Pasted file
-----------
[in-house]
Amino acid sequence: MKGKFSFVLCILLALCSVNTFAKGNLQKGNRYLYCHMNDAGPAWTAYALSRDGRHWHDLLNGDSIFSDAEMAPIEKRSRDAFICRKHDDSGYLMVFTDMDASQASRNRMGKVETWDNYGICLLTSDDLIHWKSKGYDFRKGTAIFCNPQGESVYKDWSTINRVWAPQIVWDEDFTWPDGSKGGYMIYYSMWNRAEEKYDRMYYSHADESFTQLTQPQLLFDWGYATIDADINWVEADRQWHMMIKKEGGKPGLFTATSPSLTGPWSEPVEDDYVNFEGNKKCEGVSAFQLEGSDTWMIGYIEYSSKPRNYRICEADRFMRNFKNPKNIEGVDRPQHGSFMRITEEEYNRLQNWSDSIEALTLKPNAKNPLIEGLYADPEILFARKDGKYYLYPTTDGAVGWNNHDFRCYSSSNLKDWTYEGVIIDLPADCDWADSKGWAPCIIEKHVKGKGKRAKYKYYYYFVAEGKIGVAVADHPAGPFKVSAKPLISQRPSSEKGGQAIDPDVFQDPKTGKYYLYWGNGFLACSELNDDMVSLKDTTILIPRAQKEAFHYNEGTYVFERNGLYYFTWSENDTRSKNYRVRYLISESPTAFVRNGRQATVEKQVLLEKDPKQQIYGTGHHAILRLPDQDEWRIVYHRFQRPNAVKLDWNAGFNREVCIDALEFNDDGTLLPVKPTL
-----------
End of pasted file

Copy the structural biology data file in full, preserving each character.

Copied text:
[in-house]
Amino acid sequence: MKGKFSFVLCILLALCSVNTFAKGNLQKGNRYLYCHMNDAGPAWTAYALSRDGRHWHDLLNGDSIFSDAEMAPIEKRSRDAFICRKHDDSGYLMVFTDMDASQASRNRMGKVETWDNYGICLLTSDDLIHWKSKGYDFRKGTAIFCNPQGESVYKDWSTINRVWAPQIVWDEDFTWPDGSKGGYMIYYSMWNRAEEKYDRMYYSHADESFTQLTQPQLLFDWGYATIDADINWVEADRQWHMMIKKEGGKPGLFTATSPSLTGPWSEPVEDDYVNFEGNKKCEGVSAFQLEGSDTWMIGYIEYSSKPRNYRICEADRFMRNFKNPKNIEGVDRPQHGSFMRITEEEYNRLQNWSDSIEALTLKPNAKNPLIEGLYADPEILFARKDGKYYLYPTTDGAVGWNNHDFRCYSSSNLKDWTYEGVIIDLPADCDWADSKGWAPCIIEKHVKGKGKRAKYKYYYYFVAEGKIGVAVADHPAGPFKVSAKPLISQRPSSEKGGQAIDPDVFQDPKTGKYYLYWGNGFLACSELNDDMVSLKDTTILIPRAQKEAFHYNEGTYVFERNGLYYFTWSENDTRSKNYRVRYLISESPTAFVRNGRQATVEKQVLLEKDPKQQIYGTGHHAILRLPDQDEWRIVYHRFQRPNAVKLDWNAGFNREVCIDALEFNDDGTLLPVKPTL